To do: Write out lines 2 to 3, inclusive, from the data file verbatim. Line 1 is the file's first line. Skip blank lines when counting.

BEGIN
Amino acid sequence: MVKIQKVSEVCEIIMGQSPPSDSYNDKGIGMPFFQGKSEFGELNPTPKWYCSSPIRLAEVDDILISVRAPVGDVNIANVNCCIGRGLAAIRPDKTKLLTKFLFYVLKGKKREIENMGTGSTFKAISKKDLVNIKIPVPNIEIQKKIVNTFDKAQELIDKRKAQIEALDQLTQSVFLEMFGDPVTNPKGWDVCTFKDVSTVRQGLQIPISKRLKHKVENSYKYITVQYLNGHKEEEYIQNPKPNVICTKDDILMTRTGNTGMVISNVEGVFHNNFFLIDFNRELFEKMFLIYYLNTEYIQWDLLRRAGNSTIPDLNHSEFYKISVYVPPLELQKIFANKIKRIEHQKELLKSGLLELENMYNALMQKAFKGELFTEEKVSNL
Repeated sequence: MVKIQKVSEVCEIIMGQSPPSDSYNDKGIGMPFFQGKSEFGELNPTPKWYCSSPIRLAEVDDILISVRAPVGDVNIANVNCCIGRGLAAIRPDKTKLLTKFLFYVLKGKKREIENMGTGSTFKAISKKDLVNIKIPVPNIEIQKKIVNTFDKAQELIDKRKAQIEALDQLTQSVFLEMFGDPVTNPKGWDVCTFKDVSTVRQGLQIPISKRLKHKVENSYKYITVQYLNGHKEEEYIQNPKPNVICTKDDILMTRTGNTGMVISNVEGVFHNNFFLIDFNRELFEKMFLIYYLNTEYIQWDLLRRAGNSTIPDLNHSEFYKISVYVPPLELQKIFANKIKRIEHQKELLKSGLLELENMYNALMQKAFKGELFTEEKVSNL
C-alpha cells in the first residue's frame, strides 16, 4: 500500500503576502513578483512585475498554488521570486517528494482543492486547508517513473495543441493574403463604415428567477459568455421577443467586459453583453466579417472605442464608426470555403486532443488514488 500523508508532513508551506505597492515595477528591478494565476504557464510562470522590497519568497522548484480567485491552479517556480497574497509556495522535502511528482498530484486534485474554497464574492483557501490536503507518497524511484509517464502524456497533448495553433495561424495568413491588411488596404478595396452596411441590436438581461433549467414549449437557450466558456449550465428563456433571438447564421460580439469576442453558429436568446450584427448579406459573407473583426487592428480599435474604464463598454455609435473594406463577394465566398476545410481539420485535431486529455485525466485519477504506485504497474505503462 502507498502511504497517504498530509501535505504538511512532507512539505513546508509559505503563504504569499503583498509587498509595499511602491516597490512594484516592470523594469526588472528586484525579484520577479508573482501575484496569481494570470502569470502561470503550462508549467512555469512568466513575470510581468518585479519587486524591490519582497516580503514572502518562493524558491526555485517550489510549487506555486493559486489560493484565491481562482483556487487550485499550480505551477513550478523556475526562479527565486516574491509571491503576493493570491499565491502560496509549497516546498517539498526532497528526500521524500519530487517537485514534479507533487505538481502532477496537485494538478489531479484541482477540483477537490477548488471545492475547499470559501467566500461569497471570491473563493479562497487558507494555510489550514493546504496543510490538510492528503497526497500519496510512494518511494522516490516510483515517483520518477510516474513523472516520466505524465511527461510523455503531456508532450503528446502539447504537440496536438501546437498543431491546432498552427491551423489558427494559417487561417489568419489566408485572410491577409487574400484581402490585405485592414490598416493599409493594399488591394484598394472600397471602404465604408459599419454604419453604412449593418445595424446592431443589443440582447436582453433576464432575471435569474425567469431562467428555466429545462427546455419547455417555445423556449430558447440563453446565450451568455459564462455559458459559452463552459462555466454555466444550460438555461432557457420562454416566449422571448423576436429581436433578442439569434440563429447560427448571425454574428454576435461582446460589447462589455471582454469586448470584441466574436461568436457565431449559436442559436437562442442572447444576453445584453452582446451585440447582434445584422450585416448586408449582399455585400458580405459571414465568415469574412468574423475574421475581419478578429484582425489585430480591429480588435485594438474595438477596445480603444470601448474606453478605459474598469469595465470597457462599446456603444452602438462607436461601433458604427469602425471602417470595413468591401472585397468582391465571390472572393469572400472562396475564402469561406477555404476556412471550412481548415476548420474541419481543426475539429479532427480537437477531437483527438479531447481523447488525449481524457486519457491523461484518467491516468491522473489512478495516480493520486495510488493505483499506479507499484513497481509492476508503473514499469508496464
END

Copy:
Repeated sequence: MVKIQKVSEVCEIIMGQSPPSDSYNDKGIGMPFFQGKSEFGELNPTPKWYCSSPIRLAEVDDILISVRAPVGDVNIANVNCCIGRGLAAIRPDKTKLLTKFLFYVLKGKKREIENMGTGSTFKAISKKDLVNIKIPVPNIEIQKKIVNTFDKAQELIDKRKAQIEALDQLTQSVFLEMFGDPVTNPKGWDVCTFKDVSTVRQGLQIPISKRLKHKVENSYKYITVQYLNGHKEEEYIQNPKPNVICTKDDILMTRTGNTGMVISNVEGVFHNNFFLIDFNRELFEKMFLIYYLNTEYIQWDLLRRAGNSTIPDLNHSEFYKISVYVPPLELQKIFANKIKRIEHQKELLKSGLLELENMYNALMQKAFKGELFTEEKVSNL
C-alpha cells in the first residue's frame, strides 16, 4: 500500500503576502513578483512585475498554488521570486517528494482543492486547508517513473495543441493574403463604415428567477459568455421577443467586459453583453466579417472605442464608426470555403486532443488514488 500523508508532513508551506505597492515595477528591478494565476504557464510562470522590497519568497522548484480567485491552479517556480497574497509556495522535502511528482498530484486534485474554497464574492483557501490536503507518497524511484509517464502524456497533448495553433495561424495568413491588411488596404478595396452596411441590436438581461433549467414549449437557450466558456449550465428563456433571438447564421460580439469576442453558429436568446450584427448579406459573407473583426487592428480599435474604464463598454455609435473594406463577394465566398476545410481539420485535431486529455485525466485519477504506485504497474505503462 502507498502511504497517504498530509501535505504538511512532507512539505513546508509559505503563504504569499503583498509587498509595499511602491516597490512594484516592470523594469526588472528586484525579484520577479508573482501575484496569481494570470502569470502561470503550462508549467512555469512568466513575470510581468518585479519587486524591490519582497516580503514572502518562493524558491526555485517550489510549487506555486493559486489560493484565491481562482483556487487550485499550480505551477513550478523556475526562479527565486516574491509571491503576493493570491499565491502560496509549497516546498517539498526532497528526500521524500519530487517537485514534479507533487505538481502532477496537485494538478489531479484541482477540483477537490477548488471545492475547499470559501467566500461569497471570491473563493479562497487558507494555510489550514493546504496543510490538510492528503497526497500519496510512494518511494522516490516510483515517483520518477510516474513523472516520466505524465511527461510523455503531456508532450503528446502539447504537440496536438501546437498543431491546432498552427491551423489558427494559417487561417489568419489566408485572410491577409487574400484581402490585405485592414490598416493599409493594399488591394484598394472600397471602404465604408459599419454604419453604412449593418445595424446592431443589443440582447436582453433576464432575471435569474425567469431562467428555466429545462427546455419547455417555445423556449430558447440563453446565450451568455459564462455559458459559452463552459462555466454555466444550460438555461432557457420562454416566449422571448423576436429581436433578442439569434440563429447560427448571425454574428454576435461582446460589447462589455471582454469586448470584441466574436461568436457565431449559436442559436437562442442572447444576453445584453452582446451585440447582434445584422450585416448586408449582399455585400458580405459571414465568415469574412468574423475574421475581419478578429484582425489585430480591429480588435485594438474595438477596445480603444470601448474606453478605459474598469469595465470597457462599446456603444452602438462607436461601433458604427469602425471602417470595413468591401472585397468582391465571390472572393469572400472562396475564402469561406477555404476556412471550412481548415476548420474541419481543426475539429479532427480537437477531437483527438479531447481523447488525449481524457486519457491523461484518467491516468491522473489512478495516480493520486495510488493505483499506479507499484513497481509492476508503473514499469508496464